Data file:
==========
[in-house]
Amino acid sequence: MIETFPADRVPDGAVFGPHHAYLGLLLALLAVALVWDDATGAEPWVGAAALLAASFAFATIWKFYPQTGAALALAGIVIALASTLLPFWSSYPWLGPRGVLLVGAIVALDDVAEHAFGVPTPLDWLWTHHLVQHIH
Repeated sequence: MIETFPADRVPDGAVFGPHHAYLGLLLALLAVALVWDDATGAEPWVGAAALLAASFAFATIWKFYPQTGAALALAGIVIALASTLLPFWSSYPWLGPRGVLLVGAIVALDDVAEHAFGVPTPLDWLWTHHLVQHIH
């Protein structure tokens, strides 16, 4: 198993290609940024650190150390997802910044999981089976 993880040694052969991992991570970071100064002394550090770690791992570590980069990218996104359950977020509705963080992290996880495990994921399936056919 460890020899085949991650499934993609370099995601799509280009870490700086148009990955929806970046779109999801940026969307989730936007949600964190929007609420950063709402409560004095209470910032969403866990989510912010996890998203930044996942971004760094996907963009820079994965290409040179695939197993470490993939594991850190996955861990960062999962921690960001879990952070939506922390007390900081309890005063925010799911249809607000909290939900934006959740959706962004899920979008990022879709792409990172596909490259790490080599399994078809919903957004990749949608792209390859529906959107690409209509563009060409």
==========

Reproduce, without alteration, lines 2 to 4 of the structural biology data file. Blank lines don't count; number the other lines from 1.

Amino acid sequence: MIETFPADRVPDGAVFGPHHAYLGLLLALLAVALVWDDATGAEPWVGAAALLAASFAFATIWKFYPQTGAALALAGIVIALASTLLPFWSSYPWLGPRGVLLVGAIVALDDVAEHAFGVPTPLDWLWTHHLVQHIH
Repeated sequence: MIETFPADRVPDGAVFGPHHAYLGLLLALLAVALVWDDATGAEPWVGAAALLAASFAFATIWKFYPQTGAALALAGIVIALASTLLPFWSSYPWLGPRGVLLVGAIVALDDVAEHAFGVPTPLDWLWTHHLVQHIH
């Protein structure tokens, strides 16, 4: 198993290609940024650190150390997802910044999981089976 993880040694052969991992991570970071100064002394550090770690791992570590980069990218996104359950977020509705963080992290996880495990994921399936056919 460890020899085949991650499934993609370099995601799509280009870490700086148009990955929806970046779109999801940026969307989730936007949600964190929007609420950063709402409560004095209470910032969403866990989510912010996890998203930044996942971004760094996907963009820079994965290409040179695939197993470490993939594991850190996955861990960062999962921690960001879990952070939506922390007390900081309890005063925010799911249809607000909290939900934006959740959706962004899920979008990022879709792409990172596909490259790490080599399994078809919903957004990749949608792209390859529906959107690409209509563009060409």